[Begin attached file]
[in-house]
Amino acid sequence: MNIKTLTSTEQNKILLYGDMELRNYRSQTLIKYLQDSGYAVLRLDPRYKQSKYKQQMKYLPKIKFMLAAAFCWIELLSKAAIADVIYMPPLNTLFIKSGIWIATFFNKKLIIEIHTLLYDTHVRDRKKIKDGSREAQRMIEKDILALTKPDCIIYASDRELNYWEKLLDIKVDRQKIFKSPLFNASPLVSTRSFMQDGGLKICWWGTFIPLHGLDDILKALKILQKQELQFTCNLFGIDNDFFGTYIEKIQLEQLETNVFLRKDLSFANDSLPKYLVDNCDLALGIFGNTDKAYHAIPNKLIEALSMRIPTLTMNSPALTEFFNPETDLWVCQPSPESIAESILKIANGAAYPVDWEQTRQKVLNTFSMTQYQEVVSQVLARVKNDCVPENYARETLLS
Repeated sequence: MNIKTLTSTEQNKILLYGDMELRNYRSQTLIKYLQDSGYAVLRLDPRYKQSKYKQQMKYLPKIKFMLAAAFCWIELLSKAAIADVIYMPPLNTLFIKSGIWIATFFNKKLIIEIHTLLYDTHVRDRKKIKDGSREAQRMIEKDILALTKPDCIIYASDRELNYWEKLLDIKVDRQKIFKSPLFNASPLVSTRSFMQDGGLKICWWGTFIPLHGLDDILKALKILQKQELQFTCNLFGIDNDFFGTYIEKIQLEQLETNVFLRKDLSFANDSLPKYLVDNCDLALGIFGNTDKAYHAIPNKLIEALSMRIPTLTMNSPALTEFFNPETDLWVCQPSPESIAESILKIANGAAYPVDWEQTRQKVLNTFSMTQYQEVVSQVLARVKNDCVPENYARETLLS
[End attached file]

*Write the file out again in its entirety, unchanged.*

[in-house]
Amino acid sequence: MNIKTLTSTEQNKILLYGDMELRNYRSQTLIKYLQDSGYAVLRLDPRYKQSKYKQQMKYLPKIKFMLAAAFCWIELLSKAAIADVIYMPPLNTLFIKSGIWIATFFNKKLIIEIHTLLYDTHVRDRKKIKDGSREAQRMIEKDILALTKPDCIIYASDRELNYWEKLLDIKVDRQKIFKSPLFNASPLVSTRSFMQDGGLKICWWGTFIPLHGLDDILKALKILQKQELQFTCNLFGIDNDFFGTYIEKIQLEQLETNVFLRKDLSFANDSLPKYLVDNCDLALGIFGNTDKAYHAIPNKLIEALSMRIPTLTMNSPALTEFFNPETDLWVCQPSPESIAESILKIANGAAYPVDWEQTRQKVLNTFSMTQYQEVVSQVLARVKNDCVPENYARETLLS
Repeated sequence: MNIKTLTSTEQNKILLYGDMELRNYRSQTLIKYLQDSGYAVLRLDPRYKQSKYKQQMKYLPKIKFMLAAAFCWIELLSKAAIADVIYMPPLNTLFIKSGIWIATFFNKKLIIEIHTLLYDTHVRDRKKIKDGSREAQRMIEKDILALTKPDCIIYASDRELNYWEKLLDIKVDRQKIFKSPLFNASPLVSTRSFMQDGGLKICWWGTFIPLHGLDDILKALKILQKQELQFTCNLFGIDNDFFGTYIEKIQLEQLETNVFLRKDLSFANDSLPKYLVDNCDLALGIFGNTDKAYHAIPNKLIEALSMRIPTLTMNSPALTEFFNPETDLWVCQPSPESIAESILKIANGAAYPVDWEQTRQKVLNTFSMTQYQEVVSQVLARVKNDCVPENYARETLLS